Recently Cloudera launched a new Hadoop project called Kudu. it is quite aligned with the points I made in my Architecting BigData for Real Time Analytics post, i.e. the need to support random and faster transactions or ingestion alongside batch or scan processing (done by MapReduce or Spark) on a shared repository.
Today users which need to ingest data from Mobile, IoT sensors, or ETL, and on the same time run analytics have to use multiple data storage solutions and copy the data just because some tools are good for writing (ingestion), some are good for random access, and some are good for reading and analysis. Beyond the fact this is rather inefficient it adds significant delay (coping terabytes of data) which hinders the ability to provide real-time results, and add data consistency and security challenges. Also not having true update capabilities in Hadoop limits its use in the high margin data warehouse market.
Cloudera wants to penetrate faster into the enterprise by simplifying the stack, and at the same time differentiate itself and maintain leadership. It sees how many native Hadoop projects like Pig, Hive, Mahout are becoming irrelevant with Spark or other alternatives, and it must justify its multi-billion dollar valuation.
But isn’t Kudu somewhat adding more fragmentation, and yet another app specific data silo? Are there better ways to address the current Hadoop challenge? more on that later …
What is Kudu?
You can read a detailed analysis here. In a nutshell, Kudu is a distributed Key/Value storage with column awareness (i.e. row value can be broken to columns, and column data can be compressed), somewhat like the lower layers of Cassandra or Amazon Red-Shift. Kudu also incorporates caching and can leverage memory or NVRAM. Kudu is implemented in C++ to allow better performance and memory management (vs HDFS in Java).
It provide a faster alternative to HDFS with Parquet files, Plus allow updating records in place instead of re-writing the entire dataset (updates are not supported in HDFS or Parquet). Note Hortonworks recently added update capabilities to Hive over HDFS, but in an extremely inefficient way (every update adds a new file which is linked to all the previous version files, due to HDFS limitations).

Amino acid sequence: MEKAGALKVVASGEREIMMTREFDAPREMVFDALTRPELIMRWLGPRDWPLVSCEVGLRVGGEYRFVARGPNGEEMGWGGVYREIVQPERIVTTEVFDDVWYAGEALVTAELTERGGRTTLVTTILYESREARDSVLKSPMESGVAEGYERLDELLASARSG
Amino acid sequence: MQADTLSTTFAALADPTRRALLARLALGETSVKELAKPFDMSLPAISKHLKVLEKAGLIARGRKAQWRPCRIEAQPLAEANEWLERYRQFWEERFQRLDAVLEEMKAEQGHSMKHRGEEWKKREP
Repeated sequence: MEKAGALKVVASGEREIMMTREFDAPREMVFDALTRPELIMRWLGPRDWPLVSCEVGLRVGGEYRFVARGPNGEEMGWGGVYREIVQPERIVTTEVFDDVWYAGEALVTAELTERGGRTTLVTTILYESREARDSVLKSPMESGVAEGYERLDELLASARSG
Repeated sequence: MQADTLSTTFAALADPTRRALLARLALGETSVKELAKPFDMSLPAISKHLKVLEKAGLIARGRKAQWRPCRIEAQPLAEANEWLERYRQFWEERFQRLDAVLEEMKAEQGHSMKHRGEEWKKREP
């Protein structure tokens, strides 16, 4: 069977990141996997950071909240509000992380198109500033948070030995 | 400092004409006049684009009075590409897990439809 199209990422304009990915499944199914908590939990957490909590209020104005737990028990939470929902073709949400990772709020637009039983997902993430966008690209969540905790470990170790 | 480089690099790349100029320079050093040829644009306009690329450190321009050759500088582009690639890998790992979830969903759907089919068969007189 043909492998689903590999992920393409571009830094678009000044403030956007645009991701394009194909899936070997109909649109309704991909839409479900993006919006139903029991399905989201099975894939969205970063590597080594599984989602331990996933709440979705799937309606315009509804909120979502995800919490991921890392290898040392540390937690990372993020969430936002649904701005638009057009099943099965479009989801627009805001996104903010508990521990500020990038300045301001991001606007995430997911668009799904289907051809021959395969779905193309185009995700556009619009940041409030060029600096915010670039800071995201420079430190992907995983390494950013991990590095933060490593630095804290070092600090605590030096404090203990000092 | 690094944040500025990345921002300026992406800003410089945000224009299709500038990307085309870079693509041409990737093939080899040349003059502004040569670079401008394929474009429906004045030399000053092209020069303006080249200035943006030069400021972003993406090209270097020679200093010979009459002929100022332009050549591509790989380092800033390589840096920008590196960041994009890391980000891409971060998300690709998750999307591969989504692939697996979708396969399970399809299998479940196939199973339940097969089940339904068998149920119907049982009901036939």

What is it NOT?
Kudu is a point solution, it is not a full replacement for HDFS since it doesn’t support file or object semantics and it is slower for pure sequential reads, it is not a full NoSQL/NewSQL tool and other solutions like Impala or Spark need to be layered on top to provide SQL. Kudu is faster than HDFS but still measure transaction latency in milliseconds, i.e. can’t substitute in-memory DB, it also have higher insert (ingestion) overhead so not better than HBASE in write intensive loads.
Kudu is not “Unstructured” or “Semi-Structured”, you must explicitly define all your columns like in traditional RDBMS, somewhat against the NoSQL trend.
Kudu is a rather new project at Alpha or Beta level stability, and with very limited or no functionality when it comes to data security, compliance, backups, tiering, etc. It will take quite a bit of time until it matures to enterprise levels, and it’s not likely to be adopted by the other Hadoop distributions (MapR or HortonWorks) who work on their flavor.
What are the key challenges with this approach?
The APIs of Kudu do not map to any existing abstraction layer, this means Hadoop projects need to be modified quite a bit to make use of it, Cloudera will only support Spark and Impala initially.
It is not a direct HDFS or HBASE replacement as outlined in Cloudera web site:
“As Hadoop storage, and the platform as a whole, continues to evolve, we will see HDFS, HBase, and Kudu all shine for their respective use cases.